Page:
The Hellhunter & the Demoness

“If you are to betray me,” The HellHunter warned the demoness, “kill me quickly, or you shall suffer the same.”


The Forsaken Temple was eventually found in a distant marsh far from the empire’s borders, even after so many shamans insisted it resided beyond the mortal plane. Upon the wide, unwalled bed of bones were statues of kneeling gargoyles, spewing sulfuric wind from their maniacally grinning mouths, seated upon columns gouged with the claw marks of the damned. A series of archways jutting out of the putrid swampland stew resembled the ribbed remains from some ancient leviathan. A slit of setting sun peeked through clusters of rotting trees in the distance, hanging in perpetual dusk. The Demono Wrathos manifested itself when the HellHunter beckoned its name, and a fierce battle commenced.

A steel sword was driven upwards into the demon’s throat by relentless hands, shredding through the larynx with the sound of a slow, snapping tree branch. It staggered back, yanking the hilt from the HellHunter’s grasp as shock overwhelmed its ferocity, and oily fluid began to pool along the lids of its eyes and dribble from its nostrils. The monster’s mouth opened wide in a gesture that seemed reflexive, gurgling a blood-choked roar before its wobbling knees collapsed. Heavy stone armor cracked against the skeletal floor beneath it, clattering with the spasms of quietus, until it became as lifeless as the beast it failed to protect. A large silver medallion with strange markings was the trophy he sought, and the battered warrior snatched it from the demon’s bulging neck with an exhale of triumph.

The medallion was pocketed before the HellHunter gazed upon the slain Demono Wrathos with a wave of consummate relief, his breaths still heavy with exhaustion. Its massive frame had to be twenty lengths or taller, with an ox-like face and searing red eyes that glowed inexorably, even in death. The audience of taunting demon soldiers had disappeared, apparently swept away by the winds of defeat. Were they truly there? he thought as he unsheathed his sword and shouted his battle cry. The Forsaken Temple was fraught with lies for the eyes and ears of intruders, but its guardian was now slain, apparently taking its powers of deceit along with it.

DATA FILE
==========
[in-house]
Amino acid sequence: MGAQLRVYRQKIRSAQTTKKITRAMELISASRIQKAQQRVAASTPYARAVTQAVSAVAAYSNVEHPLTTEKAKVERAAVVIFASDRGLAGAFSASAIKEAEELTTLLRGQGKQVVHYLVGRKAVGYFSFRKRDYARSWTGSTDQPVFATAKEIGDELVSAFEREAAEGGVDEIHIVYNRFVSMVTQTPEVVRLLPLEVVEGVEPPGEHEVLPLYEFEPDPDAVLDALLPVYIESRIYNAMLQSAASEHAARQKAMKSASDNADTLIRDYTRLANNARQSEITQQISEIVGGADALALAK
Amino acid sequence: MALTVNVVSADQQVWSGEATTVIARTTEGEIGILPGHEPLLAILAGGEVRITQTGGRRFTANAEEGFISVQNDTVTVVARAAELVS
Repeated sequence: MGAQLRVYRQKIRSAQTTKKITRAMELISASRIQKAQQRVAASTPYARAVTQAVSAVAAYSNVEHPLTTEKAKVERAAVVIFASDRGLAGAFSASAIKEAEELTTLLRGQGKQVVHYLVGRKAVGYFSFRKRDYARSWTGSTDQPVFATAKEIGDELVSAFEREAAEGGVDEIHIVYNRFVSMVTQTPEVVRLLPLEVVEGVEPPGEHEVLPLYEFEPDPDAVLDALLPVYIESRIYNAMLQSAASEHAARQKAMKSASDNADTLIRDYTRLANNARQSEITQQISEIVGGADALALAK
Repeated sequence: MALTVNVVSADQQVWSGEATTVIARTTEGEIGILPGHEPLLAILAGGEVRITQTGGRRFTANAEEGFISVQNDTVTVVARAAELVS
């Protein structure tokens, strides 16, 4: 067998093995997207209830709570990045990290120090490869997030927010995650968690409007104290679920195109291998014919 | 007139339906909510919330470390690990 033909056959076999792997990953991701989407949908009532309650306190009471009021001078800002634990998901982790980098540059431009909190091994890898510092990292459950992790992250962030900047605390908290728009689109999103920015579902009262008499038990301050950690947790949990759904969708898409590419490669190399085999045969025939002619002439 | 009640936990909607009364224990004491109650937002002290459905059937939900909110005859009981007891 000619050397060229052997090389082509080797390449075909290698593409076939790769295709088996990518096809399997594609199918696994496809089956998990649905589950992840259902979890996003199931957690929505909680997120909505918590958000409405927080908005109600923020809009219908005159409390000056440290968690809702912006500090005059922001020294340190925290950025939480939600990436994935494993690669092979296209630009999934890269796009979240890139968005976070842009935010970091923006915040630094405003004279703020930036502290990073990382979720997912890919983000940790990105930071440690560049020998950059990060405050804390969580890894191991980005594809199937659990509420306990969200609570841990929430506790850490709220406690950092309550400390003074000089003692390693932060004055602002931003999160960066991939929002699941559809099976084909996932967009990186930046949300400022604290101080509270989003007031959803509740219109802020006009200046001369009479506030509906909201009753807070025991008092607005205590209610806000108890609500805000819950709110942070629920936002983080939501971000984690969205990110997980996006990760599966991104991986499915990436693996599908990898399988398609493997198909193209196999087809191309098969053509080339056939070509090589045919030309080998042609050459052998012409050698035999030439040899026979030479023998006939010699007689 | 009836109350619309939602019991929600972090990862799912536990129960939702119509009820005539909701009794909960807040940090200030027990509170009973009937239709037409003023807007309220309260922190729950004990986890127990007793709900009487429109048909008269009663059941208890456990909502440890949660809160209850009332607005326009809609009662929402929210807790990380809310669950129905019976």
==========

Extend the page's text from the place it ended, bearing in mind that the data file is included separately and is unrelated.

His fatal strike was admittedly lucky, but expected all the same; seven other demon lords were felled in necessary triumphs to set the current stage of battle. Ultimate victory was proving itself a natural consequence of the HellHunter’s momentum, it seemed. He had carved through hordes of hellions and rejected the temptations of euphoric delights offered from a plane of pleasure too incomprehensible for mortal minds, if he would only forfeit his quest. And now, the final Hellgate beckoned, promised by ancient prophesy to surrender its cursed seal before the gathering of the eight pendants, somewhere on the edge of the Great Earth.

Silence had settled like dust around the HellHunter until it was abruptly broken. “Mine kill was stolen,” came the snarl of a voice through the thickening black of the temple’s shadows. The warrior tensed and turned his head towards the growl, eyes widened with a peculiar blend of concern and relief. Despite the familiarity, the warrior was never truly comfortable with the demoness…

The black seemed to peel away from a woman as she stepped forward, glowing a fluorescent violet from her face and striking, amethyst eyes. Two small horns jutted from top of her brow, curtained by raven-feathered hair that blended like mist into the darkness around it. An elegant drape of skin just below her chin suggested a well-nourished regality, punctuated by a crown of thorns above her head, floating like a halo. Her leather armor was the color of dried blood and hugged tightly against her skin, with prominent straps around her gloves, boots, neckline, and midsection. A metallic plate on her chest flaunted the symbol of the Cross’ed; both holy and unholy with its pair of crosspieces. Her left wrist revealed the tattooed insignia of a demon huntress to those few in the world who recognized it.